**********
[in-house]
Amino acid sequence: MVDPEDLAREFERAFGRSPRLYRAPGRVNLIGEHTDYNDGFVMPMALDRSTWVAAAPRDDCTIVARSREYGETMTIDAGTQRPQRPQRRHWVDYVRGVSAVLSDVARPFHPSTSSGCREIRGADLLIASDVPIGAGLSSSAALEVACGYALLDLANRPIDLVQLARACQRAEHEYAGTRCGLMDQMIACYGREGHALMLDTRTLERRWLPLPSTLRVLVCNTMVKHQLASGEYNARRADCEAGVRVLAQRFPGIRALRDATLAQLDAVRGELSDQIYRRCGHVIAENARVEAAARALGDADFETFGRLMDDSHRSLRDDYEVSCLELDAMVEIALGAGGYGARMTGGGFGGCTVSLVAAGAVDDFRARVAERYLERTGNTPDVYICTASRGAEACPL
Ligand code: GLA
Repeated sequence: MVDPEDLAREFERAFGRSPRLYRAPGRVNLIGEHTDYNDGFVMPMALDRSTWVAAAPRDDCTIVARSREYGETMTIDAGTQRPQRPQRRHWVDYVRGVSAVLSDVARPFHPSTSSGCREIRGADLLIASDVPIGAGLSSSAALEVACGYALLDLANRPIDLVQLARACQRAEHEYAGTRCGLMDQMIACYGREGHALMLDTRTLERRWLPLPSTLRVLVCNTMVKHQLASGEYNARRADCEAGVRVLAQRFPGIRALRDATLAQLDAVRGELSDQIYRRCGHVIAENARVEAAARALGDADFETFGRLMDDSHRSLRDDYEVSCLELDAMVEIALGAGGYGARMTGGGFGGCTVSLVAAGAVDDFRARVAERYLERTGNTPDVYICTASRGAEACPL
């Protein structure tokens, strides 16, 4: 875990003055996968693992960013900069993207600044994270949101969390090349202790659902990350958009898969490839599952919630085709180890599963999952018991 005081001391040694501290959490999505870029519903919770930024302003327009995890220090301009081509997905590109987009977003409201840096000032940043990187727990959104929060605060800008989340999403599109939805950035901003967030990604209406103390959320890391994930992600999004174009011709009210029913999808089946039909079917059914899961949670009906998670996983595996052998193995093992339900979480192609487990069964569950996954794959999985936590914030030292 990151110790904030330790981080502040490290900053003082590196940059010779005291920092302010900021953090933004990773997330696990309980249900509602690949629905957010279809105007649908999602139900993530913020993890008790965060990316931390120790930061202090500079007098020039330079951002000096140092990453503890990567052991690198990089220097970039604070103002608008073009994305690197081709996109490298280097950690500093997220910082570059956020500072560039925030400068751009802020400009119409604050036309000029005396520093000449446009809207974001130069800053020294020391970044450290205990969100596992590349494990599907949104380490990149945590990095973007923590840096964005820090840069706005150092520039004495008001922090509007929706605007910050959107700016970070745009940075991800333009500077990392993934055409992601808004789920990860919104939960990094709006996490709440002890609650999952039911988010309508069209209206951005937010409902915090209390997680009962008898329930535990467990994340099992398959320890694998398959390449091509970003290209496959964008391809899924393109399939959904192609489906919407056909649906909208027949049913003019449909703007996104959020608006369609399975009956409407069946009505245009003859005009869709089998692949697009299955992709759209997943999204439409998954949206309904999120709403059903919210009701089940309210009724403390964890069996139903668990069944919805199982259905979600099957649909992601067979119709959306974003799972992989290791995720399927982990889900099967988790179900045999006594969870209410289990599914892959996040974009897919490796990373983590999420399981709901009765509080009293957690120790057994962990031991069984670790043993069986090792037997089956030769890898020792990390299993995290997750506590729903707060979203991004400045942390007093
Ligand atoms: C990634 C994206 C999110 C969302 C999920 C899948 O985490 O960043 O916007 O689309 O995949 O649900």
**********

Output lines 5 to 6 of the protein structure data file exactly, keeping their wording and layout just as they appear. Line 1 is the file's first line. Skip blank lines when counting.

């Protein structure tokens, strides 16, 4: 875990003055996968693992960013900069993207600044994270949101969390090349202790659902990350958009898969490839599952919630085709180890599963999952018991 005081001391040694501290959490999505870029519903919770930024302003327009995890220090301009081509997905590109987009977003409201840096000032940043990187727990959104929060605060800008989340999403599109939805950035901003967030990604209406103390959320890391994930992600999004174009011709009210029913999808089946039909079917059914899961949670009906998670996983595996052998193995093992339900979480192609487990069964569950996954794959999985936590914030030292 990151110790904030330790981080502040490290900053003082590196940059010779005291920092302010900021953090933004990773997330696990309980249900509602690949629905957010279809105007649908999602139900993530913020993890008790965060990316931390120790930061202090500079007098020039330079951002000096140092990453503890990567052991690198990089220097970039604070103002608008073009994305690197081709996109490298280097950690500093997220910082570059956020500072560039925030400068751009802020400009119409604050036309000029005396520093000449446009809207974001130069800053020294020391970044450290205990969100596992590349494990599907949104380490990149945590990095973007923590840096964005820090840069706005150092520039004495008001922090509007929706605007910050959107700016970070745009940075991800333009500077990392993934055409992601808004789920990860919104939960990094709006996490709440002890609650999952039911988010309508069209209206951005937010409902915090209390997680009962008898329930535990467990994340099992398959320890694998398959390449091509970003290209496959964008391809899924393109399939959904192609489906919407056909649906909208027949049913003019449909703007996104959020608006369609399975009956409407069946009505245009003859005009869709089998692949697009299955992709759209997943999204439409998954949206309904999120709403059903919210009701089940309210009724403390964890069996139903668990069944919805199982259905979600099957649909992601067979119709959306974003799972992989290791995720399927982990889900099967988790179900045999006594969870209410289990599914892959996040974009897919490796990373983590999420399981709901009765509080009293957690120790057994962990031991069984670790043993069986090792037997089956030769890898020792990390299993995290997750506590729903707060979203991004400045942390007093
Ligand atoms: C990634 C994206 C999110 C969302 C999920 C899948 O985490 O960043 O916007 O689309 O995949 O649900």